Second grade class behind viral remix of Lizzo song 'Truth Hurts' meets singer

SAN JOSE, California -- Second grade students from Northern California who went viral after turning Lizzo's hit "Truth Hurts" into a song about how they can be great were her special guests at a concert Thursday night.

Ms. Dorothy Honey Mallari's second grade class from Los Medanos Elementary School in Pittsburg attended the POPTOPIA concert at the SAP Center in San Jose.

She spoke with our sister station KGO-TV prior to the group's scheduled meet and greet with the singer.

"Wanting to go up to her and look her in her eyes and say, 'Thank you, thank you. You don't know how many of us are watching you,'" Ms. Mallari said, as she described what she wanted to tell Lizzo. "And these kids, how much she's having an impact on them."

Following the meeting, parents were happy to share several photos of their kids' experience with the Grammy nominated performer.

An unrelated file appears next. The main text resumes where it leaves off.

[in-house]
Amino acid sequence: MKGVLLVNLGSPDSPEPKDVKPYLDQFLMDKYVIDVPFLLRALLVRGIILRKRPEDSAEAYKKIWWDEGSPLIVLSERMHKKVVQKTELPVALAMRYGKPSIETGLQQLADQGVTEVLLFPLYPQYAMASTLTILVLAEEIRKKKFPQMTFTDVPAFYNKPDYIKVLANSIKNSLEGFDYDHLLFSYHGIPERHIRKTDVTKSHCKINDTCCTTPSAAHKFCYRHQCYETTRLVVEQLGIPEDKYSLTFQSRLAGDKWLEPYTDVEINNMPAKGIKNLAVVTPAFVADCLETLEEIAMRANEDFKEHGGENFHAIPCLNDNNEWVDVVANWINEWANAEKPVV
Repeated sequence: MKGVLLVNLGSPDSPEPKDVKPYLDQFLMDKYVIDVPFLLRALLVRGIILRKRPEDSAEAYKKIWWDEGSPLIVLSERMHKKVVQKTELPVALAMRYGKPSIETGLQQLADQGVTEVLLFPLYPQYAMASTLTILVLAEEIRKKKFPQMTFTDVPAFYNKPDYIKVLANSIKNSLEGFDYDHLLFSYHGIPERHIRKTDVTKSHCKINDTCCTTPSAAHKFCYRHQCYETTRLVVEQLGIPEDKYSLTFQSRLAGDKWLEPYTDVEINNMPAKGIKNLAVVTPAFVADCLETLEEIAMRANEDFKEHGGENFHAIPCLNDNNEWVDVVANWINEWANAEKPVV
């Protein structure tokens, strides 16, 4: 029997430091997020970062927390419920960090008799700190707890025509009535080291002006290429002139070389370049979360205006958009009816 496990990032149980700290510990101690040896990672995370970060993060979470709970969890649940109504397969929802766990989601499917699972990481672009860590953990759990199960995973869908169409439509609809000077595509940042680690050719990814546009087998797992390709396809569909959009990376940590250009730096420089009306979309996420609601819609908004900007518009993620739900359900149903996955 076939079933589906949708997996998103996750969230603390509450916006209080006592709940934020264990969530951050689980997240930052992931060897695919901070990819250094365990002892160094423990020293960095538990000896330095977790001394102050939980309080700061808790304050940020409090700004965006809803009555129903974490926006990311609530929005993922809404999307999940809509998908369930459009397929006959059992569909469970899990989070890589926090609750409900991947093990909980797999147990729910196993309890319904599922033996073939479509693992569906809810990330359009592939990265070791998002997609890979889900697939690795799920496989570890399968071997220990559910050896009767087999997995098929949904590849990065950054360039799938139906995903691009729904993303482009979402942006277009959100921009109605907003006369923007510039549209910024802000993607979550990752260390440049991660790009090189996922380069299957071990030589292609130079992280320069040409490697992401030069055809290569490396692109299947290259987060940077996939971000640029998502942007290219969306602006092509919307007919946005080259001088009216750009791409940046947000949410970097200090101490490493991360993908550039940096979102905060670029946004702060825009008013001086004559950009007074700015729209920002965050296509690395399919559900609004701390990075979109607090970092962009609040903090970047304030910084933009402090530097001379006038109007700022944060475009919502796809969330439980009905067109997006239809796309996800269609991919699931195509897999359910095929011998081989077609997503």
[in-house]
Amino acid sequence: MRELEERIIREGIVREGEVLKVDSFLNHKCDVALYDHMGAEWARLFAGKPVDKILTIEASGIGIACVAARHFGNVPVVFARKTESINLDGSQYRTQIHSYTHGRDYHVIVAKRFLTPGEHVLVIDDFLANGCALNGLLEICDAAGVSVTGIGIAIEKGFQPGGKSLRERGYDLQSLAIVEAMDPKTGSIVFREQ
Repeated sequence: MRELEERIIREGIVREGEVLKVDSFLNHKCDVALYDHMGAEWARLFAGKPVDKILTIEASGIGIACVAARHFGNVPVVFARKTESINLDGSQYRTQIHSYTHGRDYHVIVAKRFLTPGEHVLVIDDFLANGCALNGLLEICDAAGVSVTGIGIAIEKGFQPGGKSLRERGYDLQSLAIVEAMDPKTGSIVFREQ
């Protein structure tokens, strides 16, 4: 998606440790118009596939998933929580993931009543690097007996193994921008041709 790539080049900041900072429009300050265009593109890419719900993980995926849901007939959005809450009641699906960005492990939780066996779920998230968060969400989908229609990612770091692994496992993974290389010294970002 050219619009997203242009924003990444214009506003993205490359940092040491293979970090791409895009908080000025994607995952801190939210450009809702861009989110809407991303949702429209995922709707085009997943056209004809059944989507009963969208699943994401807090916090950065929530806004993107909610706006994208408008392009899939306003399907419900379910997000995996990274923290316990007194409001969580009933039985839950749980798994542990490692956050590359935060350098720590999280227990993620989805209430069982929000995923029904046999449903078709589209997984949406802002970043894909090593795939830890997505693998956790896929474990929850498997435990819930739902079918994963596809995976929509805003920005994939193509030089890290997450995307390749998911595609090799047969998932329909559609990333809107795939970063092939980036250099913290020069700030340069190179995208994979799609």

RELATED: Pittsburg students inspired to be great by singing Lizzo song 'Truth Hurts'

Last month, the Pittsburg Unified School District posted a video to Facebook showing the class singing their own version of 'Truth Hurts.'



Mallari and her students did change the lyrics to be a bit more kid-friendly. For example: "I just took an ELA test turns out I'm 100-percent that smart."

"Bet you your favorite part is probably from them," Mallari told KGO. "They really are the brains behind all this."
On Thursday, students Monica and Xiomari described being in the spotlight as both "scary" and "exciting!"

RELATED: Pittsburg students inspired by Lizzo song 'Truth Hurts' appear on 'GMA'

The girls admit, the experience has also been special, especially with their message of being great being heard by millions.

ABC's "Good Morning America" also featured the Bay Area class, and connected them with Lizzo last month.
"It's big for us because we're only little, but it's kind of cool," Monica said.

Mallari says she's touched the group is making a difference.

"Kids have so many lessons to teach us adults, and that's what people don't understand," Mallari said. "This is why I love teaching. I learn so much more than they can ever learn from me."
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